If San Andreas is 3 times bigger than it needs to be, why did Rockstar bother making all that extra stuff?  The answer appears to be an obsession with attention to detail.  San Andreas is LA, San Francisco, and Las Vegas because it’s trying as hard as possible to capture and satirize the Southern California 90’s zeitgeist, even if CJ’s world is naturally a little bit smaller.

I remember seeing GTA3 and just being completely amazed by the size of the game.  In the past 10 years there have been a lot of knock-offs of the GTA style of creating huge worlds, but all seem to suffer from the same flaw of confusing physical space with scale.  What you won’t really appreciate until you’ve run down every alley looking for hidden packages is that a gigantic portion of every GTA game is hand-made.  There is not a lot of 3D modeling copying and pasting.  There are no identical city blocks.  GTA4 even features a huge fake-internet.  It’s the attention to detail that separates GTA from every other massive game world.  Other developers just don’t do this, not even Bethesda.

Venice Beach?

Venice Beach?

GTA4 marks a big evolution over San Andreas, even if it isn’t as large and vast as its predecessor.  The major difference in GTA4 is the emphasis on social perspective, and I don’t mean multiplayer or or Twitter.  GTA4 lets Liberty City be defined through the eyes of its characters.  Activities open up depending on who you’re hanging out with and what you’re planning on doing.  And engaging with the people you’re working with is part of the experience as opposed to just getting a cell phone call and showing up.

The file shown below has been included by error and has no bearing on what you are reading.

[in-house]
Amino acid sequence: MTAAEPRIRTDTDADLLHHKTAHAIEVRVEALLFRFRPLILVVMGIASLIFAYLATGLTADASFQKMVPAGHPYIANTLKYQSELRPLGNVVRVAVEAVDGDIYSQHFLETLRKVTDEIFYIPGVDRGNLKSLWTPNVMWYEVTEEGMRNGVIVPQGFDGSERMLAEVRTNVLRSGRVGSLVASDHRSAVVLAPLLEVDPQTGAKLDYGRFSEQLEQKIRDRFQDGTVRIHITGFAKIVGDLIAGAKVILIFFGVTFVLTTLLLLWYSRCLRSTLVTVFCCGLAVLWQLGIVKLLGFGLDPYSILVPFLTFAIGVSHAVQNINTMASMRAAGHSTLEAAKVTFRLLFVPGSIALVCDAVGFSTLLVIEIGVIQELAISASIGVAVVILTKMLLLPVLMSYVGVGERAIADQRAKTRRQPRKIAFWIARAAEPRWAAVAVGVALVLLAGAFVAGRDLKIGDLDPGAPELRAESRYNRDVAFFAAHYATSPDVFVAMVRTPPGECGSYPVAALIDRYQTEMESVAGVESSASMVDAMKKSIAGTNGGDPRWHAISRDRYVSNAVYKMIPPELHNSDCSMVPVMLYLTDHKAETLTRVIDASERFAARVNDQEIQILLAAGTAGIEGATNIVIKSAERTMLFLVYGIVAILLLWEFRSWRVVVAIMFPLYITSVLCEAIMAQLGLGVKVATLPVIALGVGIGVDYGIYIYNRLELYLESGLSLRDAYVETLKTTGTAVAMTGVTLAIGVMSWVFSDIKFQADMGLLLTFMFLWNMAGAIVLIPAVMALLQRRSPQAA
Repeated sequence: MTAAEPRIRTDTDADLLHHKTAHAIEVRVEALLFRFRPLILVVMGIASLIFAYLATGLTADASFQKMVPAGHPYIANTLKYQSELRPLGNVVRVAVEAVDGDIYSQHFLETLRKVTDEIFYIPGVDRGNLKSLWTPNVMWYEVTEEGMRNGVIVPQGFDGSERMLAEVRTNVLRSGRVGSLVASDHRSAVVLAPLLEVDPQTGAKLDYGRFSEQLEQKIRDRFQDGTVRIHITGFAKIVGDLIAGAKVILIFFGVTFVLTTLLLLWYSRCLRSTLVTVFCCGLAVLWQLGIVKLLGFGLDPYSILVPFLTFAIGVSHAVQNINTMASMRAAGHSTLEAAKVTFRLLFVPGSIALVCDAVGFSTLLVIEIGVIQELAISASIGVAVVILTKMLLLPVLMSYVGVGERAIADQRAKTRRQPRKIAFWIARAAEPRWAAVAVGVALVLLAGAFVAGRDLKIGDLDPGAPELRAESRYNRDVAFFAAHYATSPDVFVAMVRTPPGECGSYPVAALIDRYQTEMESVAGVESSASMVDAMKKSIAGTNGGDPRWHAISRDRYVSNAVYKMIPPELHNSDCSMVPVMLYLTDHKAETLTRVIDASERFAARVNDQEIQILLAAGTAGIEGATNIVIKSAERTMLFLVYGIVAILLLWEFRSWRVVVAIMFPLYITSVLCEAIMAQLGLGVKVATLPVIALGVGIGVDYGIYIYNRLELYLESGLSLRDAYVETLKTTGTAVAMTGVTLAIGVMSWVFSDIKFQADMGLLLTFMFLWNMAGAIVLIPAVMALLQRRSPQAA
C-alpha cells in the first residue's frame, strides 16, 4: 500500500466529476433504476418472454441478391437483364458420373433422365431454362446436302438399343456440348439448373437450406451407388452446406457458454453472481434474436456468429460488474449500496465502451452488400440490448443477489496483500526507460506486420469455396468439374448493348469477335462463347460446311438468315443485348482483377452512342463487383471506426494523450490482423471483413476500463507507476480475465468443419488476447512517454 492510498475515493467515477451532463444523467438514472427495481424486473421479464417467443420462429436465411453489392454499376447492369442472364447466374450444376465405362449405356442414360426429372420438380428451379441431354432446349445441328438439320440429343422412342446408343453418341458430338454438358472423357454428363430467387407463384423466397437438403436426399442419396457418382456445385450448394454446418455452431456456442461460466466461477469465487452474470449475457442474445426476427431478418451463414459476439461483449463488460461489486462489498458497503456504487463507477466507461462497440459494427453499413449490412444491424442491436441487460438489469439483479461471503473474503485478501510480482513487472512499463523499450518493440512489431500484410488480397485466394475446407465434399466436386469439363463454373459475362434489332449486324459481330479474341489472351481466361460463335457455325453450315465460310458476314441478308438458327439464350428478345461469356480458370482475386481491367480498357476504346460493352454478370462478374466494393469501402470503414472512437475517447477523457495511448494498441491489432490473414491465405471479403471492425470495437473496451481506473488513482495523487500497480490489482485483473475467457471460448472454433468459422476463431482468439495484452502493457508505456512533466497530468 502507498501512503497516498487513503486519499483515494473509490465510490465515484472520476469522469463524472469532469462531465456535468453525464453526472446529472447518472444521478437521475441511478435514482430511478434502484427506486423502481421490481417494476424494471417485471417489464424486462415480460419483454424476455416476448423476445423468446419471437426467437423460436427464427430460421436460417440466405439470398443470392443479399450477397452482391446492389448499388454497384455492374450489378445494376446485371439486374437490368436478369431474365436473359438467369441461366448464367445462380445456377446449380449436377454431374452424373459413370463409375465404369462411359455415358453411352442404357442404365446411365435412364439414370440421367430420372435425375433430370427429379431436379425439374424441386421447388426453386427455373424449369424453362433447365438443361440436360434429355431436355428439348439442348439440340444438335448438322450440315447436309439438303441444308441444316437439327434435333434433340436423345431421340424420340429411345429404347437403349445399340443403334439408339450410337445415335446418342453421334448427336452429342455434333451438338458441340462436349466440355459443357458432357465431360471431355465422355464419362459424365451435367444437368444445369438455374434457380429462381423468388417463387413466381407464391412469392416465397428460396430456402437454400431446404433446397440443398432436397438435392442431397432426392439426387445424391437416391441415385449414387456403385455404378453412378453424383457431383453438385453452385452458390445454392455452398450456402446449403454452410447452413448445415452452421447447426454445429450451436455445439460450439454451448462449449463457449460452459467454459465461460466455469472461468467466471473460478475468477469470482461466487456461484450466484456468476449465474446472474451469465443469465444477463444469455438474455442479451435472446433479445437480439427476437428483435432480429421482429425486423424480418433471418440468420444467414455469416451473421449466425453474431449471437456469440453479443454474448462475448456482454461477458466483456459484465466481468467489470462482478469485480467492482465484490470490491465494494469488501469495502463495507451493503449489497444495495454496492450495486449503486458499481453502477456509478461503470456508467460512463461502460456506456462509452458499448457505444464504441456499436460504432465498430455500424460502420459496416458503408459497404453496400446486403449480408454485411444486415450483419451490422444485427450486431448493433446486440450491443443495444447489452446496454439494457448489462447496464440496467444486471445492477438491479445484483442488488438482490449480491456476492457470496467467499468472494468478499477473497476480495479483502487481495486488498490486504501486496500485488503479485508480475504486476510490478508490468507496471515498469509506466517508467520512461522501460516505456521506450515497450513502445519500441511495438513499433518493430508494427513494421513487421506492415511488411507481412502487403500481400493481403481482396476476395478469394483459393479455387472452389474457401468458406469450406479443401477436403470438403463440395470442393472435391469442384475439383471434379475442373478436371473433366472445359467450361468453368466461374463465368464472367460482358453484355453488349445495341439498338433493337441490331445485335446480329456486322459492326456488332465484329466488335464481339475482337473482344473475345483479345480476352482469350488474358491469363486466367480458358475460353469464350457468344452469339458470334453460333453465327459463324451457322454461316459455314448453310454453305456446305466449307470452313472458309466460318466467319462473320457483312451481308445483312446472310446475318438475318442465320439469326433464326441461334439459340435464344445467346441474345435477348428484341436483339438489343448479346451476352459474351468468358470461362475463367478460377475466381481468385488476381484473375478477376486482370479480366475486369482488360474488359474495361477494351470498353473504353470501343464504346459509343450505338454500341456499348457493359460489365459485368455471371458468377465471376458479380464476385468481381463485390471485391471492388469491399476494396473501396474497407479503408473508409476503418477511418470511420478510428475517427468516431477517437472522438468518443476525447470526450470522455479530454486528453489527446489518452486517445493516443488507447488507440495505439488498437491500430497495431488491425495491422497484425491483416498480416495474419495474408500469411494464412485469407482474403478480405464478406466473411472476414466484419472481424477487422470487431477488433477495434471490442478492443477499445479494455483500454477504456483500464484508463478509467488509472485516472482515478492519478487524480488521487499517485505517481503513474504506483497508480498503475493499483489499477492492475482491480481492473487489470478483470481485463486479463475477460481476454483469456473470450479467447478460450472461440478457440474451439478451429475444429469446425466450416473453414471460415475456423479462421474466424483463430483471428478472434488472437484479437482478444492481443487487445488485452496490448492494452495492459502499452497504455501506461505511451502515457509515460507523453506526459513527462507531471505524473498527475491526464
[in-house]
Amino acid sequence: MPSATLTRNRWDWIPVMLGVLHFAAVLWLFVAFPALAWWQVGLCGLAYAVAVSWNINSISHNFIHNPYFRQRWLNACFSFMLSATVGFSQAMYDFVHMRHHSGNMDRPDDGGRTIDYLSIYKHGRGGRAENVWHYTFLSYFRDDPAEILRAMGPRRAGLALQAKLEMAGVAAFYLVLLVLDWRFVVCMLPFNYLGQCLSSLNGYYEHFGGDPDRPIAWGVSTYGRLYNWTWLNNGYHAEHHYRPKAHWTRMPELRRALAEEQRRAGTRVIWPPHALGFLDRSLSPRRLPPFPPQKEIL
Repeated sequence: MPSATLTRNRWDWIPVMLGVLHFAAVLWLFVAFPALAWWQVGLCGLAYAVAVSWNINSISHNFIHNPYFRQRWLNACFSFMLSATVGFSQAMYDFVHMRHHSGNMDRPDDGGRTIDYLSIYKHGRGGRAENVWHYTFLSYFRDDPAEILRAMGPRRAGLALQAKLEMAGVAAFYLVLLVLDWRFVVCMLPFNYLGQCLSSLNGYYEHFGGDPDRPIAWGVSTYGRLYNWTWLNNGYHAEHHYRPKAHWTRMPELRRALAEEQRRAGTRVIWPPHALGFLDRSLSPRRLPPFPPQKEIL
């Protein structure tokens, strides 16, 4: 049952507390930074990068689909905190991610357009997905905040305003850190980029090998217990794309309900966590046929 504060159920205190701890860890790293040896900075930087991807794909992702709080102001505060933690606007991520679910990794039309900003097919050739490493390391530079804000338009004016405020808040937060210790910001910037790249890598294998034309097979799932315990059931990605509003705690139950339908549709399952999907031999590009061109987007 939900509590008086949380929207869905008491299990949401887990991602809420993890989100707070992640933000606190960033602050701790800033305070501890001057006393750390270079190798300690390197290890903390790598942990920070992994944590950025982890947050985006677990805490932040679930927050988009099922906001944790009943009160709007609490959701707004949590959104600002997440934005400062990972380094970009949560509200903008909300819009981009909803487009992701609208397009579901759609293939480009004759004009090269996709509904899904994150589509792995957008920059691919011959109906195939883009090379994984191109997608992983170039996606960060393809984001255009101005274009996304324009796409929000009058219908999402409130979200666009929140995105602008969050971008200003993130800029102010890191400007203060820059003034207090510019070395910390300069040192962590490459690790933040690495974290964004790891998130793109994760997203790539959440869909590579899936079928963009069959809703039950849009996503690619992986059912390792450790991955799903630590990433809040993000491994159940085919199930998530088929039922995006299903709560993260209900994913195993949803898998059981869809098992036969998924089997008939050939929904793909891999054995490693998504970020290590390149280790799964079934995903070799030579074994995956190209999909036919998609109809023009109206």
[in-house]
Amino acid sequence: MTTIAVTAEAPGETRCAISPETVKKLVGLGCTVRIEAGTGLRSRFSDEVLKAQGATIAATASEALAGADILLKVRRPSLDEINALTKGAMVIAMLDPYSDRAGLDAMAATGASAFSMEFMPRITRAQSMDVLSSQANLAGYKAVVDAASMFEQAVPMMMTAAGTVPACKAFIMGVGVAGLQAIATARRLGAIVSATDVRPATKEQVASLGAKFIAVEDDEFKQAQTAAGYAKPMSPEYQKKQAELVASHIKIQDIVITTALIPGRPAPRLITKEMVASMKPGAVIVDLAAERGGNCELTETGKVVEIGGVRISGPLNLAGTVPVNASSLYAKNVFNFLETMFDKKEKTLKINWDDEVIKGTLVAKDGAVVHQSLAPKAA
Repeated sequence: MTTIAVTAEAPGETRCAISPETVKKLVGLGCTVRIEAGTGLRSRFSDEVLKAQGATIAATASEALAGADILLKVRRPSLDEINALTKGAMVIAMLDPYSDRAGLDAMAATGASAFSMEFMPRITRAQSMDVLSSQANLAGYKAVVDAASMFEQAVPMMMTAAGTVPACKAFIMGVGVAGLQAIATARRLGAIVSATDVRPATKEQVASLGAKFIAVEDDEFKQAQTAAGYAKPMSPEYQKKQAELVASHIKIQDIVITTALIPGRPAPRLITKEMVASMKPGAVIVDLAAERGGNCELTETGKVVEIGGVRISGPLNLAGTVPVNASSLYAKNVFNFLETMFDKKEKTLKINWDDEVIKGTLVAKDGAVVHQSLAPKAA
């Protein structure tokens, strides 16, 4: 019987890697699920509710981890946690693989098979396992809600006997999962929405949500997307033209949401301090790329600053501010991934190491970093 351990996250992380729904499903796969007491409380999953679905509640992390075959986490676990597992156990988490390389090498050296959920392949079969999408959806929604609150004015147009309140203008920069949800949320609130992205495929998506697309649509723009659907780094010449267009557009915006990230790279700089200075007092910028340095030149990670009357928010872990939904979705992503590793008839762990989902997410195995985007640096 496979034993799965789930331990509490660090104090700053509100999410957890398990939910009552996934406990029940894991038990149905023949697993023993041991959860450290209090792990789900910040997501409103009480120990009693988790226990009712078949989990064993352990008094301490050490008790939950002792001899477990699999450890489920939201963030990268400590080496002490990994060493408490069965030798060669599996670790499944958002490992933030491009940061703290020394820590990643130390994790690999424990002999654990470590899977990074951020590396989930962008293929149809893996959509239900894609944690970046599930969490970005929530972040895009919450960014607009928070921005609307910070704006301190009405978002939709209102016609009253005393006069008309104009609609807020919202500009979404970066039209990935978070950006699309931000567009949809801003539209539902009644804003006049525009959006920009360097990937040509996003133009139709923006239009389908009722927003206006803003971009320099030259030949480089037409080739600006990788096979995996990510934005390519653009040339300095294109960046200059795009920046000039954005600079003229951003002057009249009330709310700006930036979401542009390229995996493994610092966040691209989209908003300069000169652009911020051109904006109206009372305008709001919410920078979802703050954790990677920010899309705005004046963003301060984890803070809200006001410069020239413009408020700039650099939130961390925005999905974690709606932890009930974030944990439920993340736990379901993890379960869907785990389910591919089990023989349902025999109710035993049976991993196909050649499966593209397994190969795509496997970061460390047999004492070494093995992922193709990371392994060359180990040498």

And GTA5 promises to be somehow significantly larger yet again.  The obvious approach to reconciling South Central gang warfare, with pot growing up in the red woods, and the glitz of Beverly Hills is to tell the stories of those places through the eyes of separate characters.  GTA4 maximizes the story of Liberty City the same way, through different characters, albeit only through downloadable content, but the premise is the same.  The world of Luis Lopez, and the club scene of Liberty City is very different from Niko’s darker struggle to get revenge.  To tell the story of a heavily satirized California it is necessary to have many different perspectives, in the same way the DLC tells a broader story about Liberty City through its three characters.

This obsessive attention to making everything perfect is exactly why concerns about juggling three separate characters are likely to be unfounded.  Three times the characters makes three times the amount of narrative scope, and three times the opportunity to force interaction with a gigantic world.  It’s a very deliberate choice that is clearly a response to maximizing the incredible amount of content GTA5 will offer just because, well, it’s Rockstar.  I can’t think of any other series that is virtually guaranteed to get better with each installment, other than GTA.  Given the additional PS3 and XBox console penetration compared to 2009, GTA is again going to be breaking its own sales record come later this year.


Ratchet & Clank; All 4 One (PS3)

Opening Thoughts

Ratchet & Clank; All 4 One

Hey I finally got around to putting a picture into a post...

Sometimes your girlfriend downloads stuff onto your hard drive and you don’t have the heart to get rid of it.  Such is the tale of how Ratchet & Clank; All 4 One, entered my game collection.  This is a colorful, zany third-person shooter which emphasizes frequent cooperative play and can support up to four players in the same room in the story mode.  Parts of A4O feel very satisfying to play, but the crate-and-barrel premise of the game feels dated.   As is the case with most cooperative games though, quality isn’t as important when you’re having fun with a friend; in this case my live-in girlfriend.